Texas Gov. Rick Perry (R) is the top choice of Tea Party supporters for a Republican presidential candidate, according to a new poll released Wednesday.
The Texas conservative, who's weighing a late entry into the field of GOP candidates, beats other candidates among members of the Tea Party, the conservative grassroots wing of the Republican Party that's battling to shape the race for the nomination.
Twenty percent of Tea Party supporters would like to see Perry as the nominee, according to a McClatchy-Marist poll released Wednesday. Perry displaces former Arkansas Gov. Mike Huckabee (R) as the top Tea Party candidate in Marist's April poll; Huckabee's since withdrawn from the race.
The poll suggests that Perry might be well-positioned to seize the mantle of the Tea Party should he choose to enter the race. Bachmann made a play for those voters during her announcement this week, and could enjoy increased support after heavy media coverage this week.
Perry makes a strong showing in a test of all Republicans' and Republican-leaning independents' preference in a nominee. Romney leads the pack, at 19 percent, and Perry and former New York City Mayor Rudy Giuliani (R) are tied at second, at 13 percent, followed by Palin, at 11 percent.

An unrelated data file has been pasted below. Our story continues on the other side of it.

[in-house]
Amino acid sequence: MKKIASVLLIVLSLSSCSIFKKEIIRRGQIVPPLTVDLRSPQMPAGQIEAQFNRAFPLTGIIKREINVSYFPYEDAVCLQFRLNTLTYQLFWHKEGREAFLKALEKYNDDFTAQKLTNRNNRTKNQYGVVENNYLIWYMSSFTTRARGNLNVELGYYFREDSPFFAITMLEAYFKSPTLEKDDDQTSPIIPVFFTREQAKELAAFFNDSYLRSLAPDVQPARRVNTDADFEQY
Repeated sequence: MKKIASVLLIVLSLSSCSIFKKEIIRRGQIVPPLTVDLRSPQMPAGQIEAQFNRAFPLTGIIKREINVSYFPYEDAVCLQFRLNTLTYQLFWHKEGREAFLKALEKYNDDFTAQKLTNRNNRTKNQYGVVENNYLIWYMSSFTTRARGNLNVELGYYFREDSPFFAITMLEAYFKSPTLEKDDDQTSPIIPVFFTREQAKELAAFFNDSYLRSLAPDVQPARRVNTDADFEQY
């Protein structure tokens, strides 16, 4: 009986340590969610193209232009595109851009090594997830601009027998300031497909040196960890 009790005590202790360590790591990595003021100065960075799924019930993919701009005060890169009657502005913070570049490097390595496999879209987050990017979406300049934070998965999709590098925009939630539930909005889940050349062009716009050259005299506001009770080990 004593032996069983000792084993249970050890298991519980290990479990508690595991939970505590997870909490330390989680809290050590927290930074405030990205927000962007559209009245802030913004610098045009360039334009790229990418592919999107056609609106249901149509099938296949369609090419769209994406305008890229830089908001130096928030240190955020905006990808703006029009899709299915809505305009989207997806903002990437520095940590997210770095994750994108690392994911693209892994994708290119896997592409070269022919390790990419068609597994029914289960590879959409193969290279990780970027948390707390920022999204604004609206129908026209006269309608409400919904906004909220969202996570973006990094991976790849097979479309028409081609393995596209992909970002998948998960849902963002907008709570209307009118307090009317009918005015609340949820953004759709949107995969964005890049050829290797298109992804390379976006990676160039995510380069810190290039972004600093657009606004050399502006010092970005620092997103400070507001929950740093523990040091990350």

None of them would beat Obama in a head-to-head matchup if the election were held today, though Romney fares best, as he has consistently in a number of polls. Obama would best Romney, 46-42 percent, among registered voters.
Still, the Marist poll could only be more enticing to somebody like Perry, Giuliani or Palin, all of whom are thinking about formally entering the race for president. That temptation could be compounded by a New York Times/CBS poll on Wednesday, which showed that no candidate currently in the race enjoys enthusiastic support from Republican voters.
Seventy percent of Republican voters said in the NYT poll that they wanted more candidates to join the race, compared to 23 percent who were satisfied with the current field.
The McClatchy/Marist poll, conducted June 15-23, has a 5.5 percent margin of error for the Republican subset, and a 3.5 percent margin of error for the subset of registered voters. It's not clear how many Tea Party supporters were interviewed, but the margin of error is almost certainly higher. The CBS/NYT poll has a 6 percent margin of error for Republican voters.
Updated 12:45 p.m.